The project analysed the conditions for the emergence of lead-markets for innovations of a sustainable development. It has developed policy-recommendations which are able to support the world-wide diffusion of environmental friendly technologies. We understand Lead-markets as regional or national markets, which were stimulated by higher preferences for environmental goods in a given country, specific supporting measurements, or policy interventions to the market, which are able to influence the competition in other regions effectively, do trigger reactions of adjustment and finally lead to an international diffusion of the new technologies. By this, we take into account that sustainability innovations have to be largely ascribed to governmental activities. Successful exporting activities of certain industries often have been supported by national environmental regulations and the international diffusion of environmental standards. Conversely measurements for environmental protection by pioneering countries often have set the standards for multinational enterprises, which then supported diffusion processes for both technologies and regulations. Thereby, the innovation and diffusion of policies and technologies are most often closely associated. For a targeted ecological modernization of international markets aiming at a sustainable development the potential of national states for a framing of national markets - which is the main focus of this project - might gain considerable importance - especially considering the effects of economic globalization. The history of environmental protection is rich of examples for lead-markets: it encompasses the legally enforced introduction of catalytic converters for automobiles in the USA, the Danish support for wind energy or the CFC free refrigerator. But there are failures as well: a lot of technical improvements for the environment were established on national markets only, without having international diffusion effects. National regulations, which support certain innovations often could not be established as an international standards, also. The project focuses on the framework conditions for a development of early pilot markets which are regionally or nationally limited to lead-markets with international importance. Research on lead markets in innovation economics suggests, that a range of central conditions has to be fulfilled in order to establish a pilot market as a lead market. Among these criteria are advantages in prices and costs, advantages in demand, export, transferability of innovations and benefits regarding the structure of the market. However, these conditions do not consider political and societal guidelines, yet. Also the characteristics of sustainable development are not reflected. Regarding these influencing factors additional conditions for success were identified in the project. Innovations for a sustainable development are novelties which are wanted by policy and society. A well directed policy supporting these innovations requires a complex framework which has to be empirically validated - above common mechanistic concepts of governance. A policy framework encompasses all calculable rules, strategies and context for action in a given domain of political regulation. The interdisciplinary research project aims to clarify the conditions for the development of lead markets for sustainable, i.e. both environmentally as well as economically and socially acceptable products and processes and in how far these conditions can be improved by well directed political action. Pilot markets are regional markets for new technologies, which haven't (yet) been -successful internationally - just in opposite to lead markets. By this, a pilot market is defined by an innovation and its regional boundaries. In the context of company management pilot markets are limited test markets for new products which are considered to be representative for larger units. In case of a successful market introduction conclusions are drawn regarding larger markets. For this project, it is not the regional success (or failure) of an innovation, but it focuses on the international dissemination, i.e. the diffusion of sustainable innovations. A regional market, where these diffusion effects are lacking is a failure in terms of this project, while a successful diffusion on the world market justifies the term "lead market". However, a successful international diffusion most often starts from a regional pilot market. The analysis of the conditions for a successful development of regionally limited pilot markets to international lead markets for sustainable innovations was the primary interest of the project. All in all the world wide diffusion of environmental standards (which can be described as a innovation diffusion of policies) has been accompanied by a broad stream of technical innovations and their respective diffusion. The interplay between technical and regulatory innovations, which is specific for sustainable innovations, has been analyzed systematically in the course of the project. The project allows propositions on the interdependency between technical and political innovation and diffusion. The dependency of sustainable innovations on regulations might lead to restrictions in the international diffusion because these regulations do depend heavily on the respective national social, cultural and political factors. By this, a national regulation might focus on a local market only, or even worse, it might produce solutions which cannot be transferred to other countries. The approach has analysed the interplay between advantageous market conditions, types of innovations, regulatory frameworks, and international mechanism for diffusion to be responsible for the emergence of a lead market. These distinct domains for research (markets and competitiveness, policy frameworks, and mechanisms of transfer) will be analyzed from the perspective of several theoretical approaches. The project team has developed an interdisciplinary theoretical approach. The projects work plan encompassed five phases of research: 1. The review and merging of methodological and theoretical approaches in the intersection of environmental economics, innovation research and policy analysis. 2. Secondary analysis of empirical literature about the international diffusion of environmental innovations; 16 completed cases of technical innovations have been analyzed including investigations on aspects of lead market properties. 3. Development of a common framework of analysis and a set of hypotheses on this basis. 4. In depth studies of selected international case studies of successful approaches and failures in the development of lead markets for sustainable innovations. 5. The development of a policy framework, which is able to promote the international innovation and diffusion in terms of a sustainable development by the development of lead markets. The project is handled by a consortium including the German institute for economic research (DIW), Berlin, the Environmental Policy Research Unit at the Freie Universität Berlin (FFU), the Institute for Ecological Economic Research, Berlin (IÖW) and the Center for European Economic Research (Mannheim). Members of the project team are Dr. Dietmar Edler and Prof. Dr. Jürgen Blazejczak (DIW), Prof. Dr. Martin Jänicke and Dr. Klaus Jacob (FFU), Ulrich Petschow and Thomas Loew (IÖW) as well as Dr. Klaus Rennings and Marian Beise (ZEW). The project coordination is managed by the Environmental Policy Research Unit. ZEW has contributed aspects from innovation economics regarding the analysis of lead markets. The in depth studies of the ZEW in the second phase of the project were fuel cells in low emission cars and photovoltaic cells.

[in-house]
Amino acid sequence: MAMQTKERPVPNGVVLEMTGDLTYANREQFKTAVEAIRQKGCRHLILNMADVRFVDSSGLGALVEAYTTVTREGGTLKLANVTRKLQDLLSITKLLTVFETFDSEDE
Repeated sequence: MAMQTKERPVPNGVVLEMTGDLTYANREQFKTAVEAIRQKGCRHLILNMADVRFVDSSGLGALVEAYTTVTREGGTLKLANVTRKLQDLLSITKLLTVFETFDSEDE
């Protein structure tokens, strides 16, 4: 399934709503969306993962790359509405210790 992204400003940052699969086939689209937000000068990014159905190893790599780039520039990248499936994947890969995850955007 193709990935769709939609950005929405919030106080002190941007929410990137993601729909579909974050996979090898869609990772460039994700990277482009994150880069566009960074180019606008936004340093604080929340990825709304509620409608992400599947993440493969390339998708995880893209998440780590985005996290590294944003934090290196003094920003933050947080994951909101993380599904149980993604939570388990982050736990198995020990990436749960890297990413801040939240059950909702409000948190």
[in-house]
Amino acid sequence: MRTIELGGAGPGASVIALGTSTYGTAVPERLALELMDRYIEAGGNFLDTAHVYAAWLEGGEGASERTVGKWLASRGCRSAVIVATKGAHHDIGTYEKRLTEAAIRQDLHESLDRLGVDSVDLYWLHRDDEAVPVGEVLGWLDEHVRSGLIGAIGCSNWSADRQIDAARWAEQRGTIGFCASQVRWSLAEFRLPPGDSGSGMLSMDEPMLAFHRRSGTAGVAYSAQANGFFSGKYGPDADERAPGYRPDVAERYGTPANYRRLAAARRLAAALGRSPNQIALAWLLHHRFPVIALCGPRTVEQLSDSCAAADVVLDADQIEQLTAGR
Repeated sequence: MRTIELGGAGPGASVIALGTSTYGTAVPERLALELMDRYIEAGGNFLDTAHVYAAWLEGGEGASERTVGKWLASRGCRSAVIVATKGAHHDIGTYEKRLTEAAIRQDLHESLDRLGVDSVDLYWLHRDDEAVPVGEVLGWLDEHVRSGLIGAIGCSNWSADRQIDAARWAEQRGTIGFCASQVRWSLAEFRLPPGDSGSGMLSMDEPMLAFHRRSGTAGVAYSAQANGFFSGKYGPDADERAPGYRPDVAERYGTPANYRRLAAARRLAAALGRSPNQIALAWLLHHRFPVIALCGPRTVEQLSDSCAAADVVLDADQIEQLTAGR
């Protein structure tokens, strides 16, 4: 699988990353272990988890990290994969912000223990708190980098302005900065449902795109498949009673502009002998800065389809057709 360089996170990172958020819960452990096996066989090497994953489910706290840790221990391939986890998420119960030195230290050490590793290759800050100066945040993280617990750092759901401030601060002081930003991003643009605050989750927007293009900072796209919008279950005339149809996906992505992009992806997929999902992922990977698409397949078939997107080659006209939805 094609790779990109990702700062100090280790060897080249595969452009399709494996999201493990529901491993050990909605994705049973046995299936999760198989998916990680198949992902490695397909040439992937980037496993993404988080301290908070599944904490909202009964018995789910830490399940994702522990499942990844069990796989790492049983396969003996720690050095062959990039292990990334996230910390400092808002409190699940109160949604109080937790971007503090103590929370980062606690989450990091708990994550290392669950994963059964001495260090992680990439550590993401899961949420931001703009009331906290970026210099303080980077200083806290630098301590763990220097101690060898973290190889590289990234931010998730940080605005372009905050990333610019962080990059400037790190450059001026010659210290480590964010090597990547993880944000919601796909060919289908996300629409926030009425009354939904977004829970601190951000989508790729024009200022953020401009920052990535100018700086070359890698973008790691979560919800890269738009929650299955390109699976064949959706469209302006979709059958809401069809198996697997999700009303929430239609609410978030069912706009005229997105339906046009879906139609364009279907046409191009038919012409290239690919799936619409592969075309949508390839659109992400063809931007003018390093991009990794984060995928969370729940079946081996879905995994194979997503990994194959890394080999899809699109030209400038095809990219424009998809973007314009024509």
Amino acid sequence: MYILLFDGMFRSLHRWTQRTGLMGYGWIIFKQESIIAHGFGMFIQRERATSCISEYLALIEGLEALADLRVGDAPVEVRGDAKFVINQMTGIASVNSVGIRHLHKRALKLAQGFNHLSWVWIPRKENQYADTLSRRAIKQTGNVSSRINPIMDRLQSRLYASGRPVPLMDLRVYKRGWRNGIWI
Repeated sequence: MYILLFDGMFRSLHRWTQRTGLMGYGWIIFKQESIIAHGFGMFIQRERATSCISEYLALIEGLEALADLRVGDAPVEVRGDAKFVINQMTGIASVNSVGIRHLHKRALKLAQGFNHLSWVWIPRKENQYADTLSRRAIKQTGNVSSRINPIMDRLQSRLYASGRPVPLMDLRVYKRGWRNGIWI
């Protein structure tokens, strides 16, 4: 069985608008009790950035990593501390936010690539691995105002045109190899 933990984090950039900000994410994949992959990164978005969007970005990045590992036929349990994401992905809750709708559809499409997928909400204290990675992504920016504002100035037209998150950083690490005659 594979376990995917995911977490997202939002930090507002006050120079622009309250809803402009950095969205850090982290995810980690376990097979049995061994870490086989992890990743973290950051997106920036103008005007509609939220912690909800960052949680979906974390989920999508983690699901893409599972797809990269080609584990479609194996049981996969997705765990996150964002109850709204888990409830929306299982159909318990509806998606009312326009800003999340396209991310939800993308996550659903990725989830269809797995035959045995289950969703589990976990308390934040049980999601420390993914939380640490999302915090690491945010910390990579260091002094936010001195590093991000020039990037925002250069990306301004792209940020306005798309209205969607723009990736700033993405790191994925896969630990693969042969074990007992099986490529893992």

Articles in Refereed Journals
Beise-Zee, Marian and Klaus Rennings (2005), Lead Markets and Regulation: A Framework for Analyzing the International Diffusion of Environmental Innovation, Ecological Economics 52/1, 5-17.
Beise-Zee, Marian and Klaus Rennings (2004), The Impact of National Environmental Policy on the Global Success of Next Generation Automobiles, IJETP - International Journal of Energy and Technology Policy Vol. 2, No. 3, 272 - 283.
Bundesministerium für Bildung und Forschung
Europäische Kommission, Generaldirektion Forschung, Brüssel, BE
01.03.2001 - 31.12.2003
Institut für Ökologische Wirtschaftsforschung, Berlin, DE
Deutsches Institut für Wirtschaftsforschung, Berlin, DE
Forschungsstelle für Umweltpolitik (FFU), Freie Universität Berlin, Berlin, DE